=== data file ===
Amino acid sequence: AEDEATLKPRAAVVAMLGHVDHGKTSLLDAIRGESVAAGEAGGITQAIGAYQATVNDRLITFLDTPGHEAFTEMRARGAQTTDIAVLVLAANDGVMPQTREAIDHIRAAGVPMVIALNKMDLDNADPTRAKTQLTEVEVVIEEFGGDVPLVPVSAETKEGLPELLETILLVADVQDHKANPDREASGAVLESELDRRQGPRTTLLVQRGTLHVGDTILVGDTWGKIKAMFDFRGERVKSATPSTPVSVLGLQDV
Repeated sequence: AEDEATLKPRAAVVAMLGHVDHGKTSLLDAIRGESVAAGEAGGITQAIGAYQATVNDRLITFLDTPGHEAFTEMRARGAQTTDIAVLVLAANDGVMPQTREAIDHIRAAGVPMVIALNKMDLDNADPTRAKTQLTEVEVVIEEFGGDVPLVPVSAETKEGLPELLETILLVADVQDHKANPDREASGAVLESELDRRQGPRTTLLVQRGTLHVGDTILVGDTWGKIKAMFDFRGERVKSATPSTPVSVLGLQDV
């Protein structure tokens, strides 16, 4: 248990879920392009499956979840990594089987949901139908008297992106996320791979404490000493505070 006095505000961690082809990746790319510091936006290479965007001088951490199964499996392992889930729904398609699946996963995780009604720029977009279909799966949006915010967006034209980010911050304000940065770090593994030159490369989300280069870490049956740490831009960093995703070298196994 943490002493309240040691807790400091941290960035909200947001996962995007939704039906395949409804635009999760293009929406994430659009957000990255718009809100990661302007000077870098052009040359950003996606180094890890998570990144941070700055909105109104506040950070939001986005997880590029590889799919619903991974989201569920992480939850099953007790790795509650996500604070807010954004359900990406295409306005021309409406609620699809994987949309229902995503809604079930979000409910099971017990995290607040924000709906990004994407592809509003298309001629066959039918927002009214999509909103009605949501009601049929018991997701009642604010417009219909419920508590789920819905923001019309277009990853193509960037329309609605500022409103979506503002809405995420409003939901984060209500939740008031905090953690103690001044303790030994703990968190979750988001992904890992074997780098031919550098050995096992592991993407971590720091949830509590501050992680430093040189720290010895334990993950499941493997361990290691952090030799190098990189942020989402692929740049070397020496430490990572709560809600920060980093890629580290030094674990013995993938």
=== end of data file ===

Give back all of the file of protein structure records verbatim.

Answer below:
Amino acid sequence: AEDEATLKPRAAVVAMLGHVDHGKTSLLDAIRGESVAAGEAGGITQAIGAYQATVNDRLITFLDTPGHEAFTEMRARGAQTTDIAVLVLAANDGVMPQTREAIDHIRAAGVPMVIALNKMDLDNADPTRAKTQLTEVEVVIEEFGGDVPLVPVSAETKEGLPELLETILLVADVQDHKANPDREASGAVLESELDRRQGPRTTLLVQRGTLHVGDTILVGDTWGKIKAMFDFRGERVKSATPSTPVSVLGLQDV
Repeated sequence: AEDEATLKPRAAVVAMLGHVDHGKTSLLDAIRGESVAAGEAGGITQAIGAYQATVNDRLITFLDTPGHEAFTEMRARGAQTTDIAVLVLAANDGVMPQTREAIDHIRAAGVPMVIALNKMDLDNADPTRAKTQLTEVEVVIEEFGGDVPLVPVSAETKEGLPELLETILLVADVQDHKANPDREASGAVLESELDRRQGPRTTLLVQRGTLHVGDTILVGDTWGKIKAMFDFRGERVKSATPSTPVSVLGLQDV
């Protein structure tokens, strides 16, 4: 248990879920392009499956979840990594089987949901139908008297992106996320791979404490000493505070 006095505000961690082809990746790319510091936006290479965007001088951490199964499996392992889930729904398609699946996963995780009604720029977009279909799966949006915010967006034209980010911050304000940065770090593994030159490369989300280069870490049956740490831009960093995703070298196994 943490002493309240040691807790400091941290960035909200947001996962995007939704039906395949409804635009999760293009929406994430659009957000990255718009809100990661302007000077870098052009040359950003996606180094890890998570990144941070700055909105109104506040950070939001986005997880590029590889799919619903991974989201569920992480939850099953007790790795509650996500604070807010954004359900990406295409306005021309409406609620699809994987949309229902995503809604079930979000409910099971017990995290607040924000709906990004994407592809509003298309001629066959039918927002009214999509909103009605949501009601049929018991997701009642604010417009219909419920508590789920819905923001019309277009990853193509960037329309609605500022409103979506503002809405995420409003939901984060209500939740008031905090953690103690001044303790030994703990968190979750988001992904890992074997780098031919550098050995096992592991993407971590720091949830509590501050992680430093040189720290010895334990993950499941493997361990290691952090030799190098990189942020989402692929740049070397020496430490990572709560809600920060980093890629580290030094674990013995993938």